• Oh, I see, I thought you'd answered today instead of just edited it.
– user
Nov 4 '20 at 20:58

# Retina, 210 bytes

Wi|Min|Mar|ri$10 G|J|Mas|^Vi|rth C|Oh|Wa|ch 1 Ari|In|Ten 11 F|Y|gt 2 lv|is$
20
las|D|Mo|T|(1)r|g1 3
H|R|Ma|Id|rs
4
al|if|eb|(1)a|V|Mex
$1 5 Ar|gi?a|Io|Ka|pi|Nev|U 6 cu|O 7 [KLx]|io$
8
Al|do|id|rk| C
9
TLl


The last line has a trailing space. Output contains a trailing newline. If that's a problem, it'll be one more byte

Version for all states has m in few places to make it work with multiple lines.

# JavaScript (ES6) 333331329 223 characters

Many thanks to ETHproductions and Neil, 100+ characters thanks to both of you, and I haven't tried findIndex() yet :-)

s=>(d="0,;y\\>|Kb^6 |kn|xw|r?||8MD|hQ|EU|7|2||R|e||||F|||||||||G".split("|"),d[35]="",d[52]="3",d.map((a,j)=>{if(~a.indexOf(String.fromCharCode([...s].reduce((S,c)=>S*32+c.charCodeAt(),0)%153)))o=j}),o+3)


### Expanded version

s => (
d = "0,;y\\>|Kb^6\t|kn\x1D|\x05\x7F\x84x\bw|r\x12?|\x07\x98|8MD|\x93h\x8E\x11Q|\x8FEU\x1B|7|2|\v|R|\x92e||\x19||\x04F|||||||||\x94G".split("|"),
d[35] = "\x13",
d[52] = "3",
d.map(
(a,j) => {
if(~a.indexOf(
String.fromCharCode([...s].reduce(
(S,c)=>S*32+c.charCodeAt(),0)%153)
))
o = j
}
),
o+3
)


## Approach:

### Preprocessing:

Calculate an hash of each state name and store them in an array where one dimension is the number of votes the state has.

### Processing:

Recalculate the hash and retrieve the information.

An hash of a state name is calculated with s.split('').reduce((S,c)=>S*32+c.charCodeAt(0),0)%153.

It transform "Iowa" in (32^3*'I' + 32^2*'o' + 32*'w' + 'a')%153 (with ascii value for characters).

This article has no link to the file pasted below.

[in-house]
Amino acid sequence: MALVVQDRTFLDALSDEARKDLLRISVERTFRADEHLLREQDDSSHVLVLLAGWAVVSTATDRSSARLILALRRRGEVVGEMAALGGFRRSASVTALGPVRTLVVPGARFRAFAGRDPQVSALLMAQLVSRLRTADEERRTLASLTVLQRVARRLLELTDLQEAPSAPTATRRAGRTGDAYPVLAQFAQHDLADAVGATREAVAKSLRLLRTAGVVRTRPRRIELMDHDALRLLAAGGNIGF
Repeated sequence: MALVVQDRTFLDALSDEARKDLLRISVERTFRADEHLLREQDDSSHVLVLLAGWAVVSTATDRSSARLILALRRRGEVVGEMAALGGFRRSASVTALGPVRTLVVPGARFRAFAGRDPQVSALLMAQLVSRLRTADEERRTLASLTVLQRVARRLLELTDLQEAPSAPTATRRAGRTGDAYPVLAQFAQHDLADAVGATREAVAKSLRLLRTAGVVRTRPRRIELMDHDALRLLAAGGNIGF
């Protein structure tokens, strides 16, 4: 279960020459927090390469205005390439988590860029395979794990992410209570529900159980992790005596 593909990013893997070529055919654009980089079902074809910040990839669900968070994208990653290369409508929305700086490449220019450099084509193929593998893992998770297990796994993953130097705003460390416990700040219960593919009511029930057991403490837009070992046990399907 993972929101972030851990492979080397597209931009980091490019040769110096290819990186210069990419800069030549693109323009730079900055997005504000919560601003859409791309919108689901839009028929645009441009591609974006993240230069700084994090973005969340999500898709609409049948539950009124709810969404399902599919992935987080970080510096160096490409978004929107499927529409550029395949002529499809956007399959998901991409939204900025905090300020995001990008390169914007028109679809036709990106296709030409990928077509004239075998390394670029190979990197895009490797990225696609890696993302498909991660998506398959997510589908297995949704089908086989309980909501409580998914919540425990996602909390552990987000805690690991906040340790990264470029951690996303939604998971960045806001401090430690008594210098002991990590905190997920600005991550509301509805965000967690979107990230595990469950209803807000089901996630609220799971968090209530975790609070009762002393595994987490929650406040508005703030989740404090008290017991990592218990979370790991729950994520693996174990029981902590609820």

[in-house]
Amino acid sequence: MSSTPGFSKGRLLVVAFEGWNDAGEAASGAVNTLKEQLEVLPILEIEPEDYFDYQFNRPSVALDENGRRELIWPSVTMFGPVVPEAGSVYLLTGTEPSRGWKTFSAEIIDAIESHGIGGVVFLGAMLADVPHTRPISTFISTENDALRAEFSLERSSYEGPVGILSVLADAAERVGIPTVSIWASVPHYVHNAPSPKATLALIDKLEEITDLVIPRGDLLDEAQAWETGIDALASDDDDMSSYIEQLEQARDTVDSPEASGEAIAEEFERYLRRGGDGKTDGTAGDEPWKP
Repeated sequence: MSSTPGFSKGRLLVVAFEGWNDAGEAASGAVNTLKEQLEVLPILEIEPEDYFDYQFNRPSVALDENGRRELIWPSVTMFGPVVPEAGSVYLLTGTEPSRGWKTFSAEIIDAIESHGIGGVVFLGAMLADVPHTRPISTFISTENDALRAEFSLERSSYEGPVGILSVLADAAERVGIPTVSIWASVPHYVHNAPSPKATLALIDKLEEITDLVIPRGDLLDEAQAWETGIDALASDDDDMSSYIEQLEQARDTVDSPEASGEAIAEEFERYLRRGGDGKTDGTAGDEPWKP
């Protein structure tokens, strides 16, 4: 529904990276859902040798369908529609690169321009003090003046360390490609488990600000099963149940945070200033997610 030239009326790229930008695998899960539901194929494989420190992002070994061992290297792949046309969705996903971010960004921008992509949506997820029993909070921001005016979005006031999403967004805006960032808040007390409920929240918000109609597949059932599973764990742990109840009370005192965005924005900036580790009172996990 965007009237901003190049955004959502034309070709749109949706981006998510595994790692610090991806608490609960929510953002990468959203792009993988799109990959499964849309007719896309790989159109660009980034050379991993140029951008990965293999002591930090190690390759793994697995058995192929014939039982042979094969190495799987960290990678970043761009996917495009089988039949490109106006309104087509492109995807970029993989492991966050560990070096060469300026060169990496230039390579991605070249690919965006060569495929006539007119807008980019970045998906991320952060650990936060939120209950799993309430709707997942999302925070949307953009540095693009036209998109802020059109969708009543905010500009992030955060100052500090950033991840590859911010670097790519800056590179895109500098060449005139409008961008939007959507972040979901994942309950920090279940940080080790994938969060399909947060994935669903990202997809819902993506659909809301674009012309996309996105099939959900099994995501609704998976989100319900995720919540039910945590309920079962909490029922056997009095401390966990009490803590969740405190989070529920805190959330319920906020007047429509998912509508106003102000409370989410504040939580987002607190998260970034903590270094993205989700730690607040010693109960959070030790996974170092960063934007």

Why 32 and 153? Because after a few empiric tests those values minimize hashes without collision between states that have different number of votes.

I don't believe that it will be hard to do something shorter with a better approach but since I spent a few time on it ;).

• Nice! s.split('') can be changed to [...s]. You may also be able to save some bytes by formatting the list of lists as a string where each number is represented by its char code. Mar 11 '16 at 20:29
• Drop the 0 from charCodeAt(). Also the a&& is unnecessary because map won't enumerate holes. You should also write your function as an expression to avoid the explicit return (use (,)s instead of {;}s).
– Neil
Mar 12 '16 at 0:07
• findIndex might work out superior to map, especially if you can arrange to use its default value (i.e. drop the first element of the array and add an extra 1 at the end to compensate). I think I have it at 284 bytes.
– Neil
Mar 12 '16 at 0:10

# Ruby, 232 bytes

Uses an array of regular expressions that each represent one bit of the elector count.